The Silkworm [A Book Review].

The Silkworm by J. K. Rowling is the second instalment to The Cuckoo’s Calling. Like the first book, it is written under the pseudonym Robert Galbraith and it is absolutely so worth your time. Talking a break from dystopian novels (which I literally have been reading for weeks on end), I decided it was finally time for me to get round to reading this next instalment. It had been a few months since it was initially released and as I love J .K. Rowling and her work (Potterhead over here, as you all know by now), I needed to read this soon. I’m so glad I have. J. K’s writing grabs your attention from the get go and you literally are dying for answers by the middle of the novel. It has the perfect balance of suspense, drama, death and blood, guts and gore, along with crime and action. It also has parts with everyday life, family, love, marriage and arguments within families that make it all that more relatable. What’s more, for me anyway, like the first novel, it’s set in London – a place I of course am very familiar with. The trains, the places, the way of life and the way of speaking is all very familiar to those of us who live in London or near to the city.

The novel follows Cormoran as he discovers and uncovers the truth about Owen Quine’s disappearance, with the help of many others but mostly, Robin Ellacott who is his assistant and now partner. She is now training to become an investigator in her own right. Cormoran is a character who the reader loves. Complex in his views, sarcastic, strong and defensive, he is a soldier who is back from the military, with a leg injury and is now settling into life at home as a private detective. After solving his first case and many after that, he is now known as an acclaimed investigator, along with Robin who helps him with his cases. Trying to deal with his psycho ex, feelings for Robin and his own inner battles, he makes an interesting main character.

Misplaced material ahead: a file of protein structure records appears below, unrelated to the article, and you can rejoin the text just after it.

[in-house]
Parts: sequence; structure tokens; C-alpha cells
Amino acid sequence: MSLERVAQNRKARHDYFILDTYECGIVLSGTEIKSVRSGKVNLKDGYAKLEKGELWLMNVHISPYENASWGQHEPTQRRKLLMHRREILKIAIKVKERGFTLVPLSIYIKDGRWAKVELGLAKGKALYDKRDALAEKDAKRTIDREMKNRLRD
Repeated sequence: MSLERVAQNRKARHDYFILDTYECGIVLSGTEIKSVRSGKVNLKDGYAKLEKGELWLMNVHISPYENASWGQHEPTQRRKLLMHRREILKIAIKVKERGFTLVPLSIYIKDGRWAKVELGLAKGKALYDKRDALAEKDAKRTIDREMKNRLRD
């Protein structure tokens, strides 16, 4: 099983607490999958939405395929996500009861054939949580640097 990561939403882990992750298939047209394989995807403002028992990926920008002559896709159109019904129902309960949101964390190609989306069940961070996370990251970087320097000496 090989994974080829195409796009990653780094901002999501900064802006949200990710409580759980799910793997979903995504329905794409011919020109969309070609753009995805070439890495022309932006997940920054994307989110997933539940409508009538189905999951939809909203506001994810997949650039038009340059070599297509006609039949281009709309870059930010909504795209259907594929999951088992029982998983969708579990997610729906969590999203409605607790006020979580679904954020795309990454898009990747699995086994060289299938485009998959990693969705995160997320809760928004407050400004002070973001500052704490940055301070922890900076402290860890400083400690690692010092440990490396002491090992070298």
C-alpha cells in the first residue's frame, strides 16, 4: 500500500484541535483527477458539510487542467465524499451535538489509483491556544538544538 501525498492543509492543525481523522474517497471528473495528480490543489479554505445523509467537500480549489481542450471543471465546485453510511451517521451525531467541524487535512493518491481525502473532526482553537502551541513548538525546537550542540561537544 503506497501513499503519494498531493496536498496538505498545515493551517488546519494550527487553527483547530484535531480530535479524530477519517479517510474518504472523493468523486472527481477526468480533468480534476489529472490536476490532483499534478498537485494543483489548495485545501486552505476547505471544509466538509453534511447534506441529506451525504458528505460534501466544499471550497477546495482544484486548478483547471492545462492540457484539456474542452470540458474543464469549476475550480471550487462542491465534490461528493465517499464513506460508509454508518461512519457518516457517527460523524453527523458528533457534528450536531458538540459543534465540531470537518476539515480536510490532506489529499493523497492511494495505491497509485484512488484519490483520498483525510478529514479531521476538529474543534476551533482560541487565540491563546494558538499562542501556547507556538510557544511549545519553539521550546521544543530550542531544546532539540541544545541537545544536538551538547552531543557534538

At first Robin is just his assistant (in the beginning of the first novel), by this time, she has grown to be his friend and partner in work. She helps him with his cases and goes along with him as he trains her. She helps him find places, evidence, spies out people and interviews suspects. She is gaining the experience she needs and in this case is the one who manages to stop Tassel by driving her escape to a short stop. Strong headed and willed in what she does, she wishes to be seen as capable, which Cormoran does see in her. While growing in practice and training, she has to deal with her fiancé Matthew, who does not like her boss. In the end, he has to accept that this is what she wants and stops arguing with her about her career (not that she was going to stop or back down from her job anyway).